Cash a check, maybe go to jail

This article was originally published by MSN Money, on Friday, Dec. 11, 2009.

Did you get conned into joining a check-cashing scam? Even if authorities decide you're an innocent victim, you could find yourself owing a bank thousands of dollars.

By Katherine Reynolds Lewis

Cash a check, go to jail. Or at the very least, empty your own savings account and ruin your credit.

It's happened to hundreds of thousands of Americans who believed that banks don't make funds available unless the checks they've deposited are genuine.

It happened to Calvin Barnett, who could face 11 years in prison for doing what he said he thought was his work-at-home job.

As unemployment reaches its worst levels in generations, scammers are finding a growing pool of victims all too willing to deposit strangers' checks, then return part of the money by wire transfers.

"There's a knowledge gap that these scammers are clearly taking advantage of," said Susan Grant, the director of consumer protection for the Consumer Federation of America. "Under federal law here in the U.S., financial institutions have to give consumers access to the money from checks and money orders they deposit pretty quickly, usually within one to five business days. It can take much longer for counterfeits to be discovered, by which time the consumer has already sent the money."

"The problem is the con men are very persuasive," said Nessa Feddis, a vice president and senior counsel at the American Bankers Association, which is working with the Consumer Federation to educate consumers about check fraud. "People are desperate. They want to work. They want a job."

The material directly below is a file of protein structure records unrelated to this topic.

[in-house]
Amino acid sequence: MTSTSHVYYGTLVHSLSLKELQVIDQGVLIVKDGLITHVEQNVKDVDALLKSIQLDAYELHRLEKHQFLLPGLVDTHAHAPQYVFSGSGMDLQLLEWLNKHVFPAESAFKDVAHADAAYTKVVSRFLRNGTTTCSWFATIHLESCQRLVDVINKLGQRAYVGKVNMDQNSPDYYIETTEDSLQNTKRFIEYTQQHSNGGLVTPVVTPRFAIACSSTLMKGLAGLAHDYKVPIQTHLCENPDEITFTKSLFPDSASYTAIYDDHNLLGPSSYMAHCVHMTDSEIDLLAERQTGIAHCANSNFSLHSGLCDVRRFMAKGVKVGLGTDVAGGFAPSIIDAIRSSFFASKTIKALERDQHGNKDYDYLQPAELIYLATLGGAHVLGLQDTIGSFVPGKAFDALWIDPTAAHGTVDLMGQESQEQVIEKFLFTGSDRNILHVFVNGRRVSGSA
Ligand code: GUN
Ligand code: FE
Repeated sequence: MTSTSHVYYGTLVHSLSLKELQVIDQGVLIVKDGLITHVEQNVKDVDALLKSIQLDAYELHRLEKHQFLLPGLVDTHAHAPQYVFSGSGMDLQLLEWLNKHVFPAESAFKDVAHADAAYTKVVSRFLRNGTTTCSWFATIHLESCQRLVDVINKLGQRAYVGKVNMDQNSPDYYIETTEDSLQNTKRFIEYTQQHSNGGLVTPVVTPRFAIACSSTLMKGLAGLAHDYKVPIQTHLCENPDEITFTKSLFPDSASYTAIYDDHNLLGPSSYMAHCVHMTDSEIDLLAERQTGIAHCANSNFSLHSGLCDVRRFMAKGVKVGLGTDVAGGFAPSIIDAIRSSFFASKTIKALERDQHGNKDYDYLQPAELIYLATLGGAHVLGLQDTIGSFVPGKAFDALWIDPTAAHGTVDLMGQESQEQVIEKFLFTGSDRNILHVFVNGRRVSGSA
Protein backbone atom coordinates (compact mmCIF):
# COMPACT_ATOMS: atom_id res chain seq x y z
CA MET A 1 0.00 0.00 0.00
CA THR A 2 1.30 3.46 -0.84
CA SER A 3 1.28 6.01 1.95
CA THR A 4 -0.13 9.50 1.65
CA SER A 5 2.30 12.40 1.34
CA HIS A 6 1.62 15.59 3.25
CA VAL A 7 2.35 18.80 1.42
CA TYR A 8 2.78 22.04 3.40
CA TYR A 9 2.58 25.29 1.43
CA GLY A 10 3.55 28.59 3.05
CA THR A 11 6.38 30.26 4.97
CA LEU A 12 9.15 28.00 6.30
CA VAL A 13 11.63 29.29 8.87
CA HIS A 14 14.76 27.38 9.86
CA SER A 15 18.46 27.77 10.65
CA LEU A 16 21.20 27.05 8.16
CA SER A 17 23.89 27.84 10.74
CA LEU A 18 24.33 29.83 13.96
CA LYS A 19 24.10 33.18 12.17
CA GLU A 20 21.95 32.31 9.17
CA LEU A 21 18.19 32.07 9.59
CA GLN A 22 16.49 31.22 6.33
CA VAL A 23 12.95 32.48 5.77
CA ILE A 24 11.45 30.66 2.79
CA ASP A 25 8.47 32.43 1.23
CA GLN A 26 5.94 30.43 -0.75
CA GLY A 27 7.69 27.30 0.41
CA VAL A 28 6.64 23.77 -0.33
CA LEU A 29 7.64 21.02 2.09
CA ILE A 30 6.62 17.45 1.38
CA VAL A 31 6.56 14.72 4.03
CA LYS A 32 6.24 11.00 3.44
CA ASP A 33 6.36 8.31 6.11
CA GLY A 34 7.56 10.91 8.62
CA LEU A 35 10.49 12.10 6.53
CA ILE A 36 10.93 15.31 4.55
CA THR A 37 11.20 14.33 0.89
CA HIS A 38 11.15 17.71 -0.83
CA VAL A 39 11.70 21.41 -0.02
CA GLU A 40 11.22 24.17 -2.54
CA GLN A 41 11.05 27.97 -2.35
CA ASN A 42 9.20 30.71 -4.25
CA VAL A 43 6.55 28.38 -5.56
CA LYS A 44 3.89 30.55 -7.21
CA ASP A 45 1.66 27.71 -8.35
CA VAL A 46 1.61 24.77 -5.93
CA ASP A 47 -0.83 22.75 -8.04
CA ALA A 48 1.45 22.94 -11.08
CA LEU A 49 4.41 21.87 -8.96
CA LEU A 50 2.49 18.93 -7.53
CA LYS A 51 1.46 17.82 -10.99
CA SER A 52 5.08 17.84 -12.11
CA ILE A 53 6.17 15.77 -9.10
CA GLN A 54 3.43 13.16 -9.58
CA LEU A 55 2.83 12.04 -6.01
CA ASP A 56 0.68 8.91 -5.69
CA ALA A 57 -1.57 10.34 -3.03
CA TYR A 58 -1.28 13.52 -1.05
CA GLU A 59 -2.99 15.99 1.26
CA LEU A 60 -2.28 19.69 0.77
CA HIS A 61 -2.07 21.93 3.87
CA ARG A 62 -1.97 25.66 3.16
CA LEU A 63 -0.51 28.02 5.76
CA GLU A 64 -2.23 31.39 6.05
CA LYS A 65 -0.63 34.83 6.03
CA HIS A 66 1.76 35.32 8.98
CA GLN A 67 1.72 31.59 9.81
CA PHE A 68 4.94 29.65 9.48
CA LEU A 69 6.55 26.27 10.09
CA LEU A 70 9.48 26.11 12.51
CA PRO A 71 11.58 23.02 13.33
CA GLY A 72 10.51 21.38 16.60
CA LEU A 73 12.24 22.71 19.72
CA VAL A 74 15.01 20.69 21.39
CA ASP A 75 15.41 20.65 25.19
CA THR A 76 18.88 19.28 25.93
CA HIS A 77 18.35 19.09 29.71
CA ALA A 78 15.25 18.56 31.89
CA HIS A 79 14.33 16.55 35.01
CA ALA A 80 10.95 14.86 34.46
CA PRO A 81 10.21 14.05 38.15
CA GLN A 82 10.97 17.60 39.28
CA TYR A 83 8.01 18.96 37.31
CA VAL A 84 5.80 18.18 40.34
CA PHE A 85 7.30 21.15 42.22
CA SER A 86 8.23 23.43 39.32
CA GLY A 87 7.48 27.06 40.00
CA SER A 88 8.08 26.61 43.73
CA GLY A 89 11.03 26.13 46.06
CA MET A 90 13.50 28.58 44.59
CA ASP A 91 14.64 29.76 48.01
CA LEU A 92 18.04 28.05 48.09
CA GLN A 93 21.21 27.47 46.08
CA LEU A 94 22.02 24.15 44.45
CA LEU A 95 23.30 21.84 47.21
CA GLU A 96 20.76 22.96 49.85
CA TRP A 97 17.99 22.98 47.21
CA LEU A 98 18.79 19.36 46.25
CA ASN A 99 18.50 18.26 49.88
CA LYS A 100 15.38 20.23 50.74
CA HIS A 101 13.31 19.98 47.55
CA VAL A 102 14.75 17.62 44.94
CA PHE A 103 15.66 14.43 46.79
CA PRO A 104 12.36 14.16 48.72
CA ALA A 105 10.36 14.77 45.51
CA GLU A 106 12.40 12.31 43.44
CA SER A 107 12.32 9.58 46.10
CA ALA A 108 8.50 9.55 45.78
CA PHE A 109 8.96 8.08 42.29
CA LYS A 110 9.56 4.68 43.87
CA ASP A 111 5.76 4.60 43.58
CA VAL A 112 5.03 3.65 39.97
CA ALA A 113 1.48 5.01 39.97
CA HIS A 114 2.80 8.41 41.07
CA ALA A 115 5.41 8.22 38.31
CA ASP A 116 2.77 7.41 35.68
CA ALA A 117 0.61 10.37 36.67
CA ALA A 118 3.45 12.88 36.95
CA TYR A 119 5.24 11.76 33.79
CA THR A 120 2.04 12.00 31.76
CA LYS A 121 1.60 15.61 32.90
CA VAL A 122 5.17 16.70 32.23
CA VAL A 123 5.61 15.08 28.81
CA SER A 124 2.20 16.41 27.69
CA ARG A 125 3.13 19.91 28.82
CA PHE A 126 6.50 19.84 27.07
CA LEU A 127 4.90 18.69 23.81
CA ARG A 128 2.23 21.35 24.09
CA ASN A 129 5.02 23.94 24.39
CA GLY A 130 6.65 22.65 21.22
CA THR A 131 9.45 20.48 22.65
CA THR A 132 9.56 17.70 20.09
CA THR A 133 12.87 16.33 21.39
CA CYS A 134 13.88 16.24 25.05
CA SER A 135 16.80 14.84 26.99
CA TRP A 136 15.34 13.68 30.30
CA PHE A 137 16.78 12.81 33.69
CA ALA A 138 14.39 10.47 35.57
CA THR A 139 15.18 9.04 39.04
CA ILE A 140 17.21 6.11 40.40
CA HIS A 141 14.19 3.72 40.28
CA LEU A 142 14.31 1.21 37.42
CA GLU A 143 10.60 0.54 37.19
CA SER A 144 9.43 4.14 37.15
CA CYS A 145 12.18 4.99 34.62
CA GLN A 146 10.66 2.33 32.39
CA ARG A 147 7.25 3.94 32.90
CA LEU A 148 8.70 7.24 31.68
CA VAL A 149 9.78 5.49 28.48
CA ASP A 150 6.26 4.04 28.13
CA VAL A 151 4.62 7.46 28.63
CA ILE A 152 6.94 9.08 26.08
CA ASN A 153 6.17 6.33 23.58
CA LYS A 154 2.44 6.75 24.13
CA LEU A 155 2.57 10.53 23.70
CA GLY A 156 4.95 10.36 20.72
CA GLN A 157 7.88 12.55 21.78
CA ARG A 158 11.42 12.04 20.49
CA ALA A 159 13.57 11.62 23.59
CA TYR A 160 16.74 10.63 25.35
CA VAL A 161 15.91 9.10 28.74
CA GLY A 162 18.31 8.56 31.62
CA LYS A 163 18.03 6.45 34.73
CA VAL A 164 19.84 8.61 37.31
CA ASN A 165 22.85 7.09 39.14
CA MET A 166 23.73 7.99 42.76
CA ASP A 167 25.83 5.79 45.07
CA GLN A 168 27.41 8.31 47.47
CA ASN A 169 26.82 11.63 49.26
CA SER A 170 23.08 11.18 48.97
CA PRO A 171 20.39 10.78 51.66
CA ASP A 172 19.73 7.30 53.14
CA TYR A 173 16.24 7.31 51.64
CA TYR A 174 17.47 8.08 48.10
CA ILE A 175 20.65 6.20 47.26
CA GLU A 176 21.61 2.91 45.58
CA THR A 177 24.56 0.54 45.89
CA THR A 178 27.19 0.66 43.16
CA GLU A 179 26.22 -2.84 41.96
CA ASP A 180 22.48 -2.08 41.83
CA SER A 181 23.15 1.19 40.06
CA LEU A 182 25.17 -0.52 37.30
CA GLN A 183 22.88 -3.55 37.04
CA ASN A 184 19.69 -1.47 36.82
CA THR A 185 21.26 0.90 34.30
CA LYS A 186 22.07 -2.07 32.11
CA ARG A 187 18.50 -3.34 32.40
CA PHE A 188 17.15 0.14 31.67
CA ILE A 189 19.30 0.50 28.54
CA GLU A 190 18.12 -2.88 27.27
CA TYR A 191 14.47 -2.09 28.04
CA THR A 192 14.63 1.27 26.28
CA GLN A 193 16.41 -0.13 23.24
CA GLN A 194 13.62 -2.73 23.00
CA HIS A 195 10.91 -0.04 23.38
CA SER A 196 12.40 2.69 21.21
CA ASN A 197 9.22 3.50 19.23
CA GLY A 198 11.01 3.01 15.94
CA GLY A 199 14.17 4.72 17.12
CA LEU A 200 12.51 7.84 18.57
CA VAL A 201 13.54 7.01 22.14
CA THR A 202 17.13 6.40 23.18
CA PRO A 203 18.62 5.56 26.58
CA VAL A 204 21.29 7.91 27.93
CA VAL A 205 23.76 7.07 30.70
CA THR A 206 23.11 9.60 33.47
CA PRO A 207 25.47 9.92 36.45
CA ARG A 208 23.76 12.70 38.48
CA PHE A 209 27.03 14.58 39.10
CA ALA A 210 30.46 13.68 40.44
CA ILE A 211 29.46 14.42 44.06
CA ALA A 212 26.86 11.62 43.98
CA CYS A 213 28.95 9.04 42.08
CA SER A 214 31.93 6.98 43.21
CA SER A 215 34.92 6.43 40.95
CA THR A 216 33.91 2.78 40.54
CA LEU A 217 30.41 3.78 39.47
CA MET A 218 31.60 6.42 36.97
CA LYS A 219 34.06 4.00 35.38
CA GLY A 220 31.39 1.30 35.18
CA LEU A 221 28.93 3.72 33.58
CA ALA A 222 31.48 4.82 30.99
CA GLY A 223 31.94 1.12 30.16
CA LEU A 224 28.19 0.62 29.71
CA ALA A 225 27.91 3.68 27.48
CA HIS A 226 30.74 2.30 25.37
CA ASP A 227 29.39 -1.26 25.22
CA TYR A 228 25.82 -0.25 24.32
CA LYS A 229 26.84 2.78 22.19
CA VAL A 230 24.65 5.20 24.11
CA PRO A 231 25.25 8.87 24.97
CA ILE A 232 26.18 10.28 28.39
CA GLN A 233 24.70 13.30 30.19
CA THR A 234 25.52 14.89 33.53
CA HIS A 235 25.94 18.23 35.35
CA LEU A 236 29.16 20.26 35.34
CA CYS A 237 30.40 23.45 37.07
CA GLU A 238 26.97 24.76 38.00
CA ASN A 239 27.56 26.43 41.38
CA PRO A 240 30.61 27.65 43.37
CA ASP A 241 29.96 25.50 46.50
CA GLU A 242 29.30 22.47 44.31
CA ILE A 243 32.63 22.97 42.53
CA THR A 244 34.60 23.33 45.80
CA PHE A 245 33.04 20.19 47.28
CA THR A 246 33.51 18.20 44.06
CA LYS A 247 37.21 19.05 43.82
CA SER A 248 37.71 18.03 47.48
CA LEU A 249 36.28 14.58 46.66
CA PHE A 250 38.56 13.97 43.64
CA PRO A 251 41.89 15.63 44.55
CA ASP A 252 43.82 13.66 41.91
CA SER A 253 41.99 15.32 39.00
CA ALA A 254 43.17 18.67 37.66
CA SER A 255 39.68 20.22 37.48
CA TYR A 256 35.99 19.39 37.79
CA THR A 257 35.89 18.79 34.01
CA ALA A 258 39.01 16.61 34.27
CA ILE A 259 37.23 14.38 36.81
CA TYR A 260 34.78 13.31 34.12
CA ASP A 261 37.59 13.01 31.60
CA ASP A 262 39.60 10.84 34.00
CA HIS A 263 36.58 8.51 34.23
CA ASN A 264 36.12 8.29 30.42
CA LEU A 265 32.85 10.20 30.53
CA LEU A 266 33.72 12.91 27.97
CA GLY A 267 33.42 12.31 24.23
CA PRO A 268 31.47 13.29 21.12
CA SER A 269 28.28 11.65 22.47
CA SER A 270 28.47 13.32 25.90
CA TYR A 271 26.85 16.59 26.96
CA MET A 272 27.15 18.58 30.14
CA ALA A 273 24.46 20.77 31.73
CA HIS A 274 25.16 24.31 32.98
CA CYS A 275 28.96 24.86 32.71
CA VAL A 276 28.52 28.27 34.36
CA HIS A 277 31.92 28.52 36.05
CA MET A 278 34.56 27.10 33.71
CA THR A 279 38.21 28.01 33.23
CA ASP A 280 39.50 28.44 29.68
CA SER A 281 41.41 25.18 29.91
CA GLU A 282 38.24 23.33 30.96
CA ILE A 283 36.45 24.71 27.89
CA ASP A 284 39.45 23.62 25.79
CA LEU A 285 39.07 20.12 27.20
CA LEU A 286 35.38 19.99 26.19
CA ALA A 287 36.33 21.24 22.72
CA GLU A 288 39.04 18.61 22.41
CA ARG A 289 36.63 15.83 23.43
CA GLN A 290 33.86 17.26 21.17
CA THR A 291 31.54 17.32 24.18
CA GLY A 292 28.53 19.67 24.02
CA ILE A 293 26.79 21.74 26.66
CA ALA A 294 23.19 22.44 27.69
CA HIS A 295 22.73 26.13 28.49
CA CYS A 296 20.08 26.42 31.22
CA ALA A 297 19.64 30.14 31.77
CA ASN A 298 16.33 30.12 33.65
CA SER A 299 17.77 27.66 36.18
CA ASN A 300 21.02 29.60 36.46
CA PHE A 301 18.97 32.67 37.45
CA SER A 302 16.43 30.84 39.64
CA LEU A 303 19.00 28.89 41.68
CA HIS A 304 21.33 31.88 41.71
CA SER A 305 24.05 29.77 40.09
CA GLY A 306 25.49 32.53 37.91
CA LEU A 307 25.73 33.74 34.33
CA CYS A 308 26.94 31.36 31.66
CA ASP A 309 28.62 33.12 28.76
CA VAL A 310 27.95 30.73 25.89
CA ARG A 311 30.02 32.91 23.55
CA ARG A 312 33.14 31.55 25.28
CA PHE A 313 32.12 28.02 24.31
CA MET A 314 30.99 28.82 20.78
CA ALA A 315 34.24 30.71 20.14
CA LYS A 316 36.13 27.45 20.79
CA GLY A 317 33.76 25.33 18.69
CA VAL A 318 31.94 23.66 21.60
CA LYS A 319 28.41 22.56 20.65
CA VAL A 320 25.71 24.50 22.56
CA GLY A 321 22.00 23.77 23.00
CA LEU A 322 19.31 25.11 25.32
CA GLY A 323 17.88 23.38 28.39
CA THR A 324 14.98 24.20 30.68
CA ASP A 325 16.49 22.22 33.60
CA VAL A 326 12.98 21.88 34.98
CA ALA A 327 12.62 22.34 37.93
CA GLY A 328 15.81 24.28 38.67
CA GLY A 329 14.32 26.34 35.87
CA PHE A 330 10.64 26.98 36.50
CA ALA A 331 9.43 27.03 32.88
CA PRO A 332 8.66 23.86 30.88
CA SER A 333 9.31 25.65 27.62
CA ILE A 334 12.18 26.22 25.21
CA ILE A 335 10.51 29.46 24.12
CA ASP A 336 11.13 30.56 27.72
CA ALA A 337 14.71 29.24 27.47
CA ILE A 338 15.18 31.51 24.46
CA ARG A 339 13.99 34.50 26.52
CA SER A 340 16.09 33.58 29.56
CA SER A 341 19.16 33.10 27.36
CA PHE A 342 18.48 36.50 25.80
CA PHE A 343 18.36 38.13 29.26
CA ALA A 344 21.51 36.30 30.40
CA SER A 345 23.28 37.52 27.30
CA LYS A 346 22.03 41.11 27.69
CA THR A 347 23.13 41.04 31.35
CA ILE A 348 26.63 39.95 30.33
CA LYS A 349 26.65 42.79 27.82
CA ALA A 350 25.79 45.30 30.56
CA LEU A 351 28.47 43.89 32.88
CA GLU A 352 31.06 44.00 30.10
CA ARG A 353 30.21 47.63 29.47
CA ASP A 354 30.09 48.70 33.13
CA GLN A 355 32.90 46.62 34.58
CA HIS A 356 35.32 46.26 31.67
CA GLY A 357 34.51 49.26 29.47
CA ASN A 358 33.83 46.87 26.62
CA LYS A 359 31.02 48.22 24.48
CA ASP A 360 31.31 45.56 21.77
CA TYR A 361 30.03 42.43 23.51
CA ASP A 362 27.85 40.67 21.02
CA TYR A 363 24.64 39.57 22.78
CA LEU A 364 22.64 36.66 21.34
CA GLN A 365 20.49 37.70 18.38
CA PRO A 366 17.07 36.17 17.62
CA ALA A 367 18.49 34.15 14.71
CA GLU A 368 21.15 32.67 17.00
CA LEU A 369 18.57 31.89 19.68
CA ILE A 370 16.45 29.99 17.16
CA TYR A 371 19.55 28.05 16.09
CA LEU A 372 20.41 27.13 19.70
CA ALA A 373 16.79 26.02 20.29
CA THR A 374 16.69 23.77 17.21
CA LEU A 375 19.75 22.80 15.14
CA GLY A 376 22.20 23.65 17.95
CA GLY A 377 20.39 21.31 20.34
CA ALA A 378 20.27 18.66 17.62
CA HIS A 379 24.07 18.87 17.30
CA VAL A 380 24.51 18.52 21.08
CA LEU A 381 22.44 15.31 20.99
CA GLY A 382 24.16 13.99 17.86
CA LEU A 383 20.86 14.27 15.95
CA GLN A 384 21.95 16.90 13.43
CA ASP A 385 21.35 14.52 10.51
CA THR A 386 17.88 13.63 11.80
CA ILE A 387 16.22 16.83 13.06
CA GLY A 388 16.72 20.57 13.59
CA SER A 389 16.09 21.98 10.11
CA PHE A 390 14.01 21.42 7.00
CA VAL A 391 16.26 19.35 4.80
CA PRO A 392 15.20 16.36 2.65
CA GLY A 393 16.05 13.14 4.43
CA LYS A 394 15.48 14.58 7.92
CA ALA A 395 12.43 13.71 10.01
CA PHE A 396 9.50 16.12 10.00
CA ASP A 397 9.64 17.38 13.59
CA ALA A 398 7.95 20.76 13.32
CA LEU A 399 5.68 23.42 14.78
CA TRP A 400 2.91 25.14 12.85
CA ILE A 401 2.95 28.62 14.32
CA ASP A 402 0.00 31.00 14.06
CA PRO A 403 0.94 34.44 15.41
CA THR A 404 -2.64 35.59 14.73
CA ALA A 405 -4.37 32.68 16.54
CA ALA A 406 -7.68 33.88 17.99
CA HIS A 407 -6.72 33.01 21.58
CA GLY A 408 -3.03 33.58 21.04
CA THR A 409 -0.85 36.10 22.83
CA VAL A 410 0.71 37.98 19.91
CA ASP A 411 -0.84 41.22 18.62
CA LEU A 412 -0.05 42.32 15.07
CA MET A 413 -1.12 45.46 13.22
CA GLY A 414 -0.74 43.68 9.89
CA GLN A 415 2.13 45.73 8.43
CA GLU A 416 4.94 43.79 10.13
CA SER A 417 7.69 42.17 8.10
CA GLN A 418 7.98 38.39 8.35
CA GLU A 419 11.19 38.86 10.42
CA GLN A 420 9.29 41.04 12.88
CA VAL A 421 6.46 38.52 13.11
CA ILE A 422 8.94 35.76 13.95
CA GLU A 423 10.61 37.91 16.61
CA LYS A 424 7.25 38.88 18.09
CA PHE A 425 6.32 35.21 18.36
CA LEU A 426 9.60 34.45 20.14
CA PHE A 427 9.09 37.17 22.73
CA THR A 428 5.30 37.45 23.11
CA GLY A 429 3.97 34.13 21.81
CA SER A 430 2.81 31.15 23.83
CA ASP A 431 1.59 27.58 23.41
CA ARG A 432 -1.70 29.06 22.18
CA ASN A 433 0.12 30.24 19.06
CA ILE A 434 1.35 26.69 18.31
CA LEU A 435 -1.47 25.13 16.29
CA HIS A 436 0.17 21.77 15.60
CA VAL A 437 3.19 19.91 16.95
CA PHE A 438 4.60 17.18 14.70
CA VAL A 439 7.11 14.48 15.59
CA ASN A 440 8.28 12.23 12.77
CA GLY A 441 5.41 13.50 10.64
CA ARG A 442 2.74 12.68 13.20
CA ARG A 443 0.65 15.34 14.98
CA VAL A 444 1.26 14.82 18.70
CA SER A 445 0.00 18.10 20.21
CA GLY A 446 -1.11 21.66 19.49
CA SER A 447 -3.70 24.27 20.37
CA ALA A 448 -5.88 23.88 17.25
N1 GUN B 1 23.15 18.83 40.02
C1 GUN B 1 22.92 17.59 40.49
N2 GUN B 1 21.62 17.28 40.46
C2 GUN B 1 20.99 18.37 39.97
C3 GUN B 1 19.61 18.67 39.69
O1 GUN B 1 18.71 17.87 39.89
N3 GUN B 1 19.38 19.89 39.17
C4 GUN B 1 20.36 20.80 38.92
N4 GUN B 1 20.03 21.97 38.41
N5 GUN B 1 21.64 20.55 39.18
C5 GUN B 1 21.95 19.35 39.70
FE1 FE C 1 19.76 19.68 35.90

What if the Internet breaks?

This article was originally published by MSN Money, on Thursday, Dec. 10, 2009.

The 40-year-old system might be vulnerable to technical collapse and cyberattack, which could cause widespread chaos in fields from banking to health care to government.

By Katherine Reynolds Lewis

When your Internet service goes down, it's at best an inconvenience. If you rely on it for business, it can quickly cost you money.

So imagine: What happens if the Internet breaks?

Picture people wandering the streets lost without GPS or maps on their iPhones, unable to pay for food or other goods with a simple swipe of a card.

Companies would have to resort to faxes and phone calls instead of e-mail; they'd quickly reach capacity and be unable to function. Credit cards wouldn't work; stores and hospitals would run short of supplies. Even electrical power to our homes could be disrupted.

"It would be a mess," said Dave Marcus, the director of security research for McAfee. "You would be taking businesses that were designed to do all their point-of-sale and financial transactions through the Internet and going back to pen and paper and taking checks in a car to the bank. People would lose their minds."

On the 40th anniversary of the first transmission over the earliest version of the Internet, it's more than an idle question to examine the network's fragility. It's been more than 20 years since the last systemwide overhaul, and Internet infrastructure is still based on 1970s ideas about computer networks.

Headline-making outages of popular Web sites such as YouTube and Twitter merely hint at the damage a full-blown failure could wreak. The Internet protocols that allow computers to communicate in networks have infiltrated every sector of our economy.

"The Internet has moved from being a toy or ornament to something that's central to our economy," said James Lewis, a senior fellow at CSIS, a nonprofit think tank in Washington, D.C. "We've automated all these processes, which makes our economy much more efficient, which means cheap. But it also means we're now dependent."